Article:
As lockdown continues in countries around the world, many digital identity events are choosing to go virtual. And with lots of people confined to their homes, there’s never been a better time to take the conversation online.
Last week - on Thursday 30 April - PrivSec hosted the first of a new series of virtual conferences, entitled: Last Thursday In Privacy (LTIP). The event brought together 58 speakers and over 3,500 delegates from more than 102 countries around the world, and featured sessions from the European Data Protection Supervisor, BBC News, the Canadian Civil Liberties Association, and many more.
If you were unable to make the event or just want a refresher, we’ve put together a quickfire summary of our highlights from the day.
COVID-19 and the threat to privacy
The multi-faceted impact of the COIVD-19 pandemic on digital identity was the primary point of discussion during the event. Given the impending introduction of potentially invasive technologies - such as contact-tracing apps, immunity certificates, and symptom trackers - the balance between public health and privacy was repeatedly questioned.
James Kingston, Deputy Director at HatLab, highlighted the risk of introducing extreme measures during a crisis without a clear plan of how to remove them. The point was echoed by Fortanix Security Architect, Dr. Richard Searle, who noted the importance of looking ahead when considering current interventions: “It’s the unforeseen consequences of contact tracing that we need to be wary of,” he said; “...the downstream consequences that we don’t know about and we can’t foresee.”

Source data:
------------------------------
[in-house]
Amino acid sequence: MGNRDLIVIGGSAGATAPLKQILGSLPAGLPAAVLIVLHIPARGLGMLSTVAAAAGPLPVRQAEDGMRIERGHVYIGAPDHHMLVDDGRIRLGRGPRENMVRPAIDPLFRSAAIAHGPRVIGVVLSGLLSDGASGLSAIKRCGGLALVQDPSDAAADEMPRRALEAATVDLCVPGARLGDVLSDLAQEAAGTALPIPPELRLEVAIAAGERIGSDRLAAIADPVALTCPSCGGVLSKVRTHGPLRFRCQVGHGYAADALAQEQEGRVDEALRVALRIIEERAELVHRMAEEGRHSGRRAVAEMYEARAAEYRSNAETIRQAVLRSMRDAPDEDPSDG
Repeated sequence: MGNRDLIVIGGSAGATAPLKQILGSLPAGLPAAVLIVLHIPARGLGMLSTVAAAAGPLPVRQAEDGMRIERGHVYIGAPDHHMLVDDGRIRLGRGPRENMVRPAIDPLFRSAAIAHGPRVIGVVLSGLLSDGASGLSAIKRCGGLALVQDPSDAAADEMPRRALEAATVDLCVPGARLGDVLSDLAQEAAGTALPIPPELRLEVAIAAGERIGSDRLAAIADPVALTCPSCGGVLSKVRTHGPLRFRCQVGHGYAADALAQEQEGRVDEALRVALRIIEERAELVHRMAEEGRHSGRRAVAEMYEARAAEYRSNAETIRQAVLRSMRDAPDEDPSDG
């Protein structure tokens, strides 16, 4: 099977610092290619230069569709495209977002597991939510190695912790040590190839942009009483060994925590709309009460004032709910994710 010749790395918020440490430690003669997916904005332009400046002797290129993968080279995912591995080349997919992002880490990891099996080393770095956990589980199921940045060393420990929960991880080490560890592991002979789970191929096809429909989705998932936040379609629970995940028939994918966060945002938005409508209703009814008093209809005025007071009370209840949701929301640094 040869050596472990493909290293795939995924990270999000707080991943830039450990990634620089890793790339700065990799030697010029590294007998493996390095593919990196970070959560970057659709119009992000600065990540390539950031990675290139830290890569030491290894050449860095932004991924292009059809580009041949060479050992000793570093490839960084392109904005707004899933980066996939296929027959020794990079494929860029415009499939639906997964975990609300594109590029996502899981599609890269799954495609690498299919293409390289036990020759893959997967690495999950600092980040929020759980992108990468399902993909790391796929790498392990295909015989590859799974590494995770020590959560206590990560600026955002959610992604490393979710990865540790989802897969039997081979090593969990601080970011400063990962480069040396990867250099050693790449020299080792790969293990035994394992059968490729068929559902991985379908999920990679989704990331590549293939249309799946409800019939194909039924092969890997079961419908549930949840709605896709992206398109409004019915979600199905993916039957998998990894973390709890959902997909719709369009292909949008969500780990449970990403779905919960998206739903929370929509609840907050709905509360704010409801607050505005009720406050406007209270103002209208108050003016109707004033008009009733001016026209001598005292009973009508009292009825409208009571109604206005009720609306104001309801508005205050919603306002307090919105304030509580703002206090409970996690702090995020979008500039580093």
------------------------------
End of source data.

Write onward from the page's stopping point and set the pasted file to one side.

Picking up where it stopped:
Guy Cohen, Head of Policy at Privitar, contended that the privacy risks inherent in COVID-19 technologies must be balanced against the notion of ‘public good’:
“Privacy is a human right, and an incredibly important one. But it’s not an absolute right. It’s balanced against other rights and public goods. And I think public health is clearly a very important public good that will warrant some reduction in privacy - some impact on privacy. But that needs to be proportionate, necessary and strictly limited.”
Cohen went on to observe: “I think there’s another element to this. It isn’t just that balancing between the public good of the potential impact of the app and the potential privacy risk of it, it’s also the need for public trust.”
Without high levels of adoption, contact-tracing apps are destined to fail, and generating the requisite public will is likely to be a challenge. Data from Singapore - a country with relatively high levels of public trust in government - suggests that the primary contact-tracing app was only adopted by 20% of the population. In many countries around the world, adoption figures are likely to be far lower.
But Cohen was careful to point out that there are steps that can be taken to enhance public trust and, by extension, technology adoption:
“It’s really important that people trust this app,” Cohen said, “and I think the key to that is transparency - making sure people understand what the benefit is, how it will work, and exactly what is going on.”
Trust, oversight, and transparency - these ideas were central to the discussion around COVID-19 technologies. A number of speakers echoed the importance of pragmatism and proactiveness on the part of the identity community, with James Kingston commenting: “There are all sorts of new technologies that can be used and all sorts of governance systems, that means we needn’t sleepwalk into a privacy disaster.”